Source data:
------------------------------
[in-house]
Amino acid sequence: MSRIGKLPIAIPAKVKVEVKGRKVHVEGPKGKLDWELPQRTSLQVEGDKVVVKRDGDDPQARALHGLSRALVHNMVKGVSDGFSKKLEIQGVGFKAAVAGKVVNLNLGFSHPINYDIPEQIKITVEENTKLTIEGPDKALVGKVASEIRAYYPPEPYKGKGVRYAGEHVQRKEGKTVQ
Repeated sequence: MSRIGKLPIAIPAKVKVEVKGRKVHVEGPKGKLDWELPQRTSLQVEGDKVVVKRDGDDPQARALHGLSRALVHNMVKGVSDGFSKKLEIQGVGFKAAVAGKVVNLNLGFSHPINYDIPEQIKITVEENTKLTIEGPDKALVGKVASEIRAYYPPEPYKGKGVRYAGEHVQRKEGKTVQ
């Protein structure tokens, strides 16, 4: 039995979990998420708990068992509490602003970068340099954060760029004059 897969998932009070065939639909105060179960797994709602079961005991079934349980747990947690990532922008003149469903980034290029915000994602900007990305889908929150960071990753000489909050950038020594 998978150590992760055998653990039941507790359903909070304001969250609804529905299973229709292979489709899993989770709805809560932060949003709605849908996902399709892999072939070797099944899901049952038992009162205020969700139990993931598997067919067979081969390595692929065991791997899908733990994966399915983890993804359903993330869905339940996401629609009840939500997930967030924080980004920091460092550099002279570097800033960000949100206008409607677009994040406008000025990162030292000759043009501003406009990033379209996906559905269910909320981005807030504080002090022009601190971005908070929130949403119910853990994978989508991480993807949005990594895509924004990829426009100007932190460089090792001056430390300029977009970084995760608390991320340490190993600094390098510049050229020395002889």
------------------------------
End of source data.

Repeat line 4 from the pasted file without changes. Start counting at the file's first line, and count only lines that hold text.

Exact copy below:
């Protein structure tokens, strides 16, 4: 039995979990998420708990068992509490602003970068340099954060760029004059 897969998932009070065939639909105060179960797994709602079961005991079934349980747990947690990532922008003149469903980034290029915000994602900007990305889908929150960071990753000489909050950038020594 998978150590992760055998653990039941507790359903909070304001969250609804529905299973229709292979489709899993989770709805809560932060949003709605849908996902399709892999072939070797099944899901049952038992009162205020969700139990993931598997067919067979081969390595692929065991791997899908733990994966399915983890993804359903993330869905339940996401629609009840939500997930967030924080980004920091460092550099002279570097800033960000949100206008409607677009994040406008000025990162030292000759043009501003406009990033379209996906559905269910909320981005807030504080002090022009601190971005908070929130949403119910853990994978989508991480993807949005990594895509924004990829426009100007932190460089090792001056430390300029977009970084995760608390991320340490190993600094390098510049050229020395002889």